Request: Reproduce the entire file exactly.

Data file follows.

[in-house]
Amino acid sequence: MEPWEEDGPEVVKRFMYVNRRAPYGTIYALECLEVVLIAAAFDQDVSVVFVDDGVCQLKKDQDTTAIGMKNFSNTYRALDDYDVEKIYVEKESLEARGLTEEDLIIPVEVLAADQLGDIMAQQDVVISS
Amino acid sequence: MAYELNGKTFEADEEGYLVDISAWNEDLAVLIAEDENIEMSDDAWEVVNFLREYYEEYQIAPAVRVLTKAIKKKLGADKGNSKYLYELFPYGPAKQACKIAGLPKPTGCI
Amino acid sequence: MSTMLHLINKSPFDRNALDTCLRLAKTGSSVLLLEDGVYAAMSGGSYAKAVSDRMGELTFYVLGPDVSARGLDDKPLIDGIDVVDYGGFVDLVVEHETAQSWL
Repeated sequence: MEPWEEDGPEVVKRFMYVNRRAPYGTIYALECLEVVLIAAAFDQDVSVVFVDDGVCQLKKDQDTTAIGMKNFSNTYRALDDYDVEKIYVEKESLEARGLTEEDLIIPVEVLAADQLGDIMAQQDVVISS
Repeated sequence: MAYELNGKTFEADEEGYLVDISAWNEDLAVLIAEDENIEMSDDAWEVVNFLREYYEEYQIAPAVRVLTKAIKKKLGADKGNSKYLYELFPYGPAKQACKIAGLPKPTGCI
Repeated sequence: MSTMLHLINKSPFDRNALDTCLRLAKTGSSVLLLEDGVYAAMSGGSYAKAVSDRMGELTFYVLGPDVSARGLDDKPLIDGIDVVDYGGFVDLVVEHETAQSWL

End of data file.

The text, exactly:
[in-house]
Amino acid sequence: MEPWEEDGPEVVKRFMYVNRRAPYGTIYALECLEVVLIAAAFDQDVSVVFVDDGVCQLKKDQDTTAIGMKNFSNTYRALDDYDVEKIYVEKESLEARGLTEEDLIIPVEVLAADQLGDIMAQQDVVISS
Amino acid sequence: MAYELNGKTFEADEEGYLVDISAWNEDLAVLIAEDENIEMSDDAWEVVNFLREYYEEYQIAPAVRVLTKAIKKKLGADKGNSKYLYELFPYGPAKQACKIAGLPKPTGCI
Amino acid sequence: MSTMLHLINKSPFDRNALDTCLRLAKTGSSVLLLEDGVYAAMSGGSYAKAVSDRMGELTFYVLGPDVSARGLDDKPLIDGIDVVDYGGFVDLVVEHETAQSWL
Repeated sequence: MEPWEEDGPEVVKRFMYVNRRAPYGTIYALECLEVVLIAAAFDQDVSVVFVDDGVCQLKKDQDTTAIGMKNFSNTYRALDDYDVEKIYVEKESLEARGLTEEDLIIPVEVLAADQLGDIMAQQDVVISS
Repeated sequence: MAYELNGKTFEADEEGYLVDISAWNEDLAVLIAEDENIEMSDDAWEVVNFLREYYEEYQIAPAVRVLTKAIKKKLGADKGNSKYLYELFPYGPAKQACKIAGLPKPTGCI
Repeated sequence: MSTMLHLINKSPFDRNALDTCLRLAKTGSSVLLLEDGVYAAMSGGSYAKAVSDRMGELTFYVLGPDVSARGLDDKPLIDGIDVVDYGGFVDLVVEHETAQSWL